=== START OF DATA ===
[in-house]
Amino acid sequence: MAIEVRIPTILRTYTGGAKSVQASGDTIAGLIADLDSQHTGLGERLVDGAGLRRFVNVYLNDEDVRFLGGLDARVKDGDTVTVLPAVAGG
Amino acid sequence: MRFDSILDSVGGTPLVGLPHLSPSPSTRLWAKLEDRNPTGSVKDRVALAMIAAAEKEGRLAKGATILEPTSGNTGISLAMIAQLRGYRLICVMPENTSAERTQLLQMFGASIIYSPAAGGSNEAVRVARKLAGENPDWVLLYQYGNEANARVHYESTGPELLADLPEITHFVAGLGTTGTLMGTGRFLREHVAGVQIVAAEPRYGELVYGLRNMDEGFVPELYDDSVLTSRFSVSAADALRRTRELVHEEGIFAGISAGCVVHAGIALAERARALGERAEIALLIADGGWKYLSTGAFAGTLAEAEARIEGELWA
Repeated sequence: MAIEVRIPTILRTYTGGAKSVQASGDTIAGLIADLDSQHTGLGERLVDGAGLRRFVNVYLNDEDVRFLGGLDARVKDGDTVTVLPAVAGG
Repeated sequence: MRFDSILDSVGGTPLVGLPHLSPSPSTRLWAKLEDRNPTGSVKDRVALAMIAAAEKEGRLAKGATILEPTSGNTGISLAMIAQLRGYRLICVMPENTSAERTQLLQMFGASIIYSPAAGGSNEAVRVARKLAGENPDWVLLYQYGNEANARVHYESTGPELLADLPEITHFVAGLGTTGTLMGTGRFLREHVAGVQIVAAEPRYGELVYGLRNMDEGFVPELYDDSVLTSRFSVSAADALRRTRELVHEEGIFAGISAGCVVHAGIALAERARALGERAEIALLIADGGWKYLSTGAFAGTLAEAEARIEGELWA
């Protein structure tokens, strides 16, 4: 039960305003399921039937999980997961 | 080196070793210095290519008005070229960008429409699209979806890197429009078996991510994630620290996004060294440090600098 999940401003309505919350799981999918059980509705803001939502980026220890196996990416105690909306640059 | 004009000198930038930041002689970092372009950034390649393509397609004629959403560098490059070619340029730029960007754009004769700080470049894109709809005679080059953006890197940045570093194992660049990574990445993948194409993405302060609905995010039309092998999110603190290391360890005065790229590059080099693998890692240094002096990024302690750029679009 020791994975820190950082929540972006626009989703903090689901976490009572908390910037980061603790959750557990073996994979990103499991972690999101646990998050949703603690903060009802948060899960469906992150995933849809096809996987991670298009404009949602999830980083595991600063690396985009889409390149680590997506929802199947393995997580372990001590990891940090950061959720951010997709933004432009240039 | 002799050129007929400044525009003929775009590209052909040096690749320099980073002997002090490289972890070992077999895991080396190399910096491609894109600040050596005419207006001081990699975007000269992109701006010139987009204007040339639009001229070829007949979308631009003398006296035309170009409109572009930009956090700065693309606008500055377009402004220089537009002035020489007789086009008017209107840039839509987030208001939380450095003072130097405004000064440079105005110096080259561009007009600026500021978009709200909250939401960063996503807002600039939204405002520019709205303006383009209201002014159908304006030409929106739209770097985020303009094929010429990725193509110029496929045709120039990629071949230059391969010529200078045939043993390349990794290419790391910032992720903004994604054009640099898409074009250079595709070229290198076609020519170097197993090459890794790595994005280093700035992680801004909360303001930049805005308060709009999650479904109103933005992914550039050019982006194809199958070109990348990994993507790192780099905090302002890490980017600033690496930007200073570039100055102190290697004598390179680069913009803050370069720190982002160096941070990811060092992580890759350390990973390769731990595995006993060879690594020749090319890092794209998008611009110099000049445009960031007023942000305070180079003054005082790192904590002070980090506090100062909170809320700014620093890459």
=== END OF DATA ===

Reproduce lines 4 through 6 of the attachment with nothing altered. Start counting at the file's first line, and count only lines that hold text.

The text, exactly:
Repeated sequence: MAIEVRIPTILRTYTGGAKSVQASGDTIAGLIADLDSQHTGLGERLVDGAGLRRFVNVYLNDEDVRFLGGLDARVKDGDTVTVLPAVAGG
Repeated sequence: MRFDSILDSVGGTPLVGLPHLSPSPSTRLWAKLEDRNPTGSVKDRVALAMIAAAEKEGRLAKGATILEPTSGNTGISLAMIAQLRGYRLICVMPENTSAERTQLLQMFGASIIYSPAAGGSNEAVRVARKLAGENPDWVLLYQYGNEANARVHYESTGPELLADLPEITHFVAGLGTTGTLMGTGRFLREHVAGVQIVAAEPRYGELVYGLRNMDEGFVPELYDDSVLTSRFSVSAADALRRTRELVHEEGIFAGISAGCVVHAGIALAERARALGERAEIALLIADGGWKYLSTGAFAGTLAEAEARIEGELWA
């Protein structure tokens, strides 16, 4: 039960305003399921039937999980997961 | 080196070793210095290519008005070229960008429409699209979806890197429009078996991510994630620290996004060294440090600098 999940401003309505919350799981999918059980509705803001939502980026220890196996990416105690909306640059 | 004009000198930038930041002689970092372009950034390649393509397609004629959403560098490059070619340029730029960007754009004769700080470049894109709809005679080059953006890197940045570093194992660049990574990445993948194409993405302060609905995010039309092998999110603190290391360890005065790229590059080099693998890692240094002096990024302690750029679009 020791994975820190950082929540972006626009989703903090689901976490009572908390910037980061603790959750557990073996994979990103499991972690999101646990998050949703603690903060009802948060899960469906992150995933849809096809996987991670298009404009949602999830980083595991600063690396985009889409390149680590997506929802199947393995997580372990001590990891940090950061959720951010997709933004432009240039 | 002799050129007929400044525009003929775009590209052909040096690749320099980073002997002090490289972890070992077999895991080396190399910096491609894109600040050596005419207006001081990699975007000269992109701006010139987009204007040339639009001229070829007949979308631009003398006296035309170009409109572009930009956090700065693309606008500055377009402004220089537009002035020489007789086009008017209107840039839509987030208001939380450095003072130097405004000064440079105005110096080259561009007009600026500021978009709200909250939401960063996503807002600039939204405002520019709205303006383009209201002014159908304006030409929106739209770097985020303009094929010429990725193509110029496929045709120039990629071949230059391969010529200078045939043993390349990794290419790391910032992720903004994604054009640099898409074009250079595709070229290198076609020519170097197993090459890794790595994005280093700035992680801004909360303001930049805005308060709009999650479904109103933005992914550039050019982006194809199958070109990348990994993507790192780099905090302002890490980017600033690496930007200073570039100055102190290697004598390179680069913009803050370069720190982002160096941070990811060092992580890759350390990973390769731990595995006993060879690594020749090319890092794209998008611009110099000049445009960031007023942000305070180079003054005082790192904590002070980090506090100062909170809320700014620093890459």